For the more sophisticated the city also offers bars with live music such as the Barbican Jazz Cafe, The Cider Press, The Cooperage and The Three Crowns on The Barbican and Yates's Wine Lodge on Royal Parade. Major cinemas include the ABC Cinema on Derry's Cross and the Vue multiscreen complex at the Barbican Leisure Park.

An up and coming area for a good night out is Mutley, formerly shops and banking, due to the increase of student population.


Prior to 1914, what is currently the modern city of Plymouth was actually the three separate towns of Plymouth, Devonport and Stonehouse. Collectively they were referred to as "The Three Towns" before being united into a single borough. In 1928 the Borough of Plymouth was awarded city status and in 1967 expanded to include the town of Plympton and the parish of Plymstock. On 1 April, 1998 the city became a unitary authority.

The City of Plymouth is divided into 20 electoral wards, 17 of which elect three local Councillors and the other three electing two local Councillors to the 57 seats of the City Council. Councillors are also known as Members of the Council and usually stand for election as members of national political parties. The local elections are held every four years with elections for one third of Council seats being held each year, the total electorate for Plymouth is 184,956 as of December 2003. The local election of June 2004 resulted in a current political composition of 35 Labour, 19 Conservative, two Liberal Democrat and one Independent Councillors.

The Council is headed by the Chairman and Vice-Chairman, both positions being held by the Lord Mayor and Deputy Lord Mayor respectively. There is also a Leader of the Council (the Chairman of the Cabinet) and a leader of each political group. The current Lord Mayor is Patrick Nicholson who is the 538th holder of the office since its establishment in 1439. It was in 1935 that the grant of dignity of Lord Mayor was announced. The Lord Mayor of Plymouth's official residence is 3 Elliot Terrace, located on the Hoe. Once the private residence of Waldorf and Nancy Astor, it was presented by Lady Astor to the City of Plymouth as a residence for future Lord Mayors and is used today for civic hospitality by visiting dignatories and circuit judges.

In Westminster, Plymouth is represented by the three constituencies of Plymouth Devonport, Plymouth Sutton and Southwest Devon. As of the 2005 General Election the two former constituencies are held by Labour MPs Alison Seabeck and Linda Gilroy respectively with the latter held by Conservative MP Gary Streeter.


Template:GBdot The city is one of the primary gateways to Cornwall providing access by way of the Torpoint Ferry across the Hamoaze, and the Tamar Bridge linking the St Budeaux area of Plymouth on the Devon bank of the Tamar to Saltash on the Cornish bank. The major rail link to Cornwall, the Royal Albert Bridge runs side-by-side with the road bridge.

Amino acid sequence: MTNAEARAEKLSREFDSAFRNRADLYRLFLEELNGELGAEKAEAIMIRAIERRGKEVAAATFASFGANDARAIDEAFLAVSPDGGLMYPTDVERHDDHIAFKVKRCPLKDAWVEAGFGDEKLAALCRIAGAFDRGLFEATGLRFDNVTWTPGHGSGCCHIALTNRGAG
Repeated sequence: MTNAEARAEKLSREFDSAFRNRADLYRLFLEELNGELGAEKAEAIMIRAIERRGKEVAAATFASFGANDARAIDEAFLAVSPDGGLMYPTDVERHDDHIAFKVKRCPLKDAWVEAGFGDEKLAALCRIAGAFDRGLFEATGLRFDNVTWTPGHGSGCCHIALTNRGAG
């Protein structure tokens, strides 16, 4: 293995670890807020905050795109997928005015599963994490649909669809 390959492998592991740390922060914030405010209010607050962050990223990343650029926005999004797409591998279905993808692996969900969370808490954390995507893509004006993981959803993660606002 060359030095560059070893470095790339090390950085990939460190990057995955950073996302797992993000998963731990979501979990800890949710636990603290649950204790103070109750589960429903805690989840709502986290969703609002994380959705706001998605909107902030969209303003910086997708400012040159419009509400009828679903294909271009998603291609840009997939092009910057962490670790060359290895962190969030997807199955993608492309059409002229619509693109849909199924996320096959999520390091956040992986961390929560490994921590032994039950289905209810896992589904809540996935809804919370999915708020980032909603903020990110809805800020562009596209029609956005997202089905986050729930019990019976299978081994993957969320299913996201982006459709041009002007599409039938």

A regular ferry service provided by Brittany Ferries operates from Millbay taking cars and foot passengers directly to Roscoff, Brittany and Santander, Spain. The berths in Millbay have recently been expanded to accommodate the new fleet of luxury ferries and future redevelopment is planned to transform the harbour into a major port that will also accommodate incoming cruise liners. Currently Millbay is only the point where passengers are transorted in tenders to and from cruise liners that occasionally stop off in the Plymouth Sound. These actions will see Plymouth revert from a predominantly naval port, where British and other foreign warships and submarines regularly dock, and return to a major destination of international cruise liners, as was common before the Second World War.

Air travel to Plymouth is directly to Plymouth City Airport, or 'Roborough', a small airport located four miles north of the city centre. Air Southwest and Air Wales both operate short flights to destinations within Great Britain, Ireland and the Channel Islands. The expansion of this airport to provide flights to continental Europe is currently a controversial issue in the city. Due to the airport's central location expansion is limited and public opinion towards building a new airport to the east of the city remain divided between the economic benefits to the local economy and the environmental concerns over building in the countryside.

The rail link in Plymouth offers direct travel by First Great Western and Virgin Trains to Penzance in Cornwall and Paddington in London.

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Drake's Island, Plymouth Sound and the Hamoaze seen from Plymouth Hoe, looking across towards the Mount Edgcumbe Estate in Cornwall